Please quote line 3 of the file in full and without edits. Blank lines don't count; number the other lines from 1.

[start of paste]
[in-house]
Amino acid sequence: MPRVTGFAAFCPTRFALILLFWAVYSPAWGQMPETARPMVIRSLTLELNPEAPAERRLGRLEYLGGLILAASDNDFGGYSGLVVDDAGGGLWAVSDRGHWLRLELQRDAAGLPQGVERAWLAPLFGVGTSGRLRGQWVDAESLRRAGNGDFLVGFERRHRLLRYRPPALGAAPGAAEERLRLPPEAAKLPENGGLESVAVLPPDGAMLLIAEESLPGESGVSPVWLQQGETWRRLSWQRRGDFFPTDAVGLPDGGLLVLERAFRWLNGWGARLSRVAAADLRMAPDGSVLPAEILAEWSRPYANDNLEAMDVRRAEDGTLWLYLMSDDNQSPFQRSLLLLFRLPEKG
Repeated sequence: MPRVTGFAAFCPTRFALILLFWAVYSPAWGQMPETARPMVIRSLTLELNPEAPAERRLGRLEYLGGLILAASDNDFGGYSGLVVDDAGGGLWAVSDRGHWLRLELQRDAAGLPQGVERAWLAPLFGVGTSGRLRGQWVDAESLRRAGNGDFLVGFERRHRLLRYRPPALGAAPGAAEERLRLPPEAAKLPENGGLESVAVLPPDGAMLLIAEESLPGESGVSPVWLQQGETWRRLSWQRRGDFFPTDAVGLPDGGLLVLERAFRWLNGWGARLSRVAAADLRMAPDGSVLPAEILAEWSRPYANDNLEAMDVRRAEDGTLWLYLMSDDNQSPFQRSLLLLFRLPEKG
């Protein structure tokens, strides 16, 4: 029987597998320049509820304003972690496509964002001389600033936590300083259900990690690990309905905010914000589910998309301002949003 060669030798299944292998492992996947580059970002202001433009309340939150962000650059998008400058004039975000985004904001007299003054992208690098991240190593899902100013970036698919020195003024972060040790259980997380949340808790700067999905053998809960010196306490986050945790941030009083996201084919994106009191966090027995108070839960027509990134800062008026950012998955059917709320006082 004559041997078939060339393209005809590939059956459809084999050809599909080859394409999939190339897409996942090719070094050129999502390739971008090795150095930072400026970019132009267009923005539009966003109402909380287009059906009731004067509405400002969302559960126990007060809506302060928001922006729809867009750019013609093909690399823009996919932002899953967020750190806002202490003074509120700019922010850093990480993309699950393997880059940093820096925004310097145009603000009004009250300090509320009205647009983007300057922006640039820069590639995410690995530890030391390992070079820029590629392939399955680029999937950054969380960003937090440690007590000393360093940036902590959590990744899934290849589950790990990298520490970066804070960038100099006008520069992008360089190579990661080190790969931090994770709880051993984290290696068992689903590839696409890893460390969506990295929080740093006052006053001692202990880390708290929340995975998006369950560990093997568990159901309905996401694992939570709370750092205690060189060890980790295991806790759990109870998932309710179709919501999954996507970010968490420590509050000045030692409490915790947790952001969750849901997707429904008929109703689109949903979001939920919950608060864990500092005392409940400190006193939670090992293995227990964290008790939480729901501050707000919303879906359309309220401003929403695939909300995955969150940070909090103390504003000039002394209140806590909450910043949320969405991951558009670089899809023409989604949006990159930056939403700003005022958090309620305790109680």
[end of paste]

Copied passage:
Repeated sequence: MPRVTGFAAFCPTRFALILLFWAVYSPAWGQMPETARPMVIRSLTLELNPEAPAERRLGRLEYLGGLILAASDNDFGGYSGLVVDDAGGGLWAVSDRGHWLRLELQRDAAGLPQGVERAWLAPLFGVGTSGRLRGQWVDAESLRRAGNGDFLVGFERRHRLLRYRPPALGAAPGAAEERLRLPPEAAKLPENGGLESVAVLPPDGAMLLIAEESLPGESGVSPVWLQQGETWRRLSWQRRGDFFPTDAVGLPDGGLLVLERAFRWLNGWGARLSRVAAADLRMAPDGSVLPAEILAEWSRPYANDNLEAMDVRRAEDGTLWLYLMSDDNQSPFQRSLLLLFRLPEKG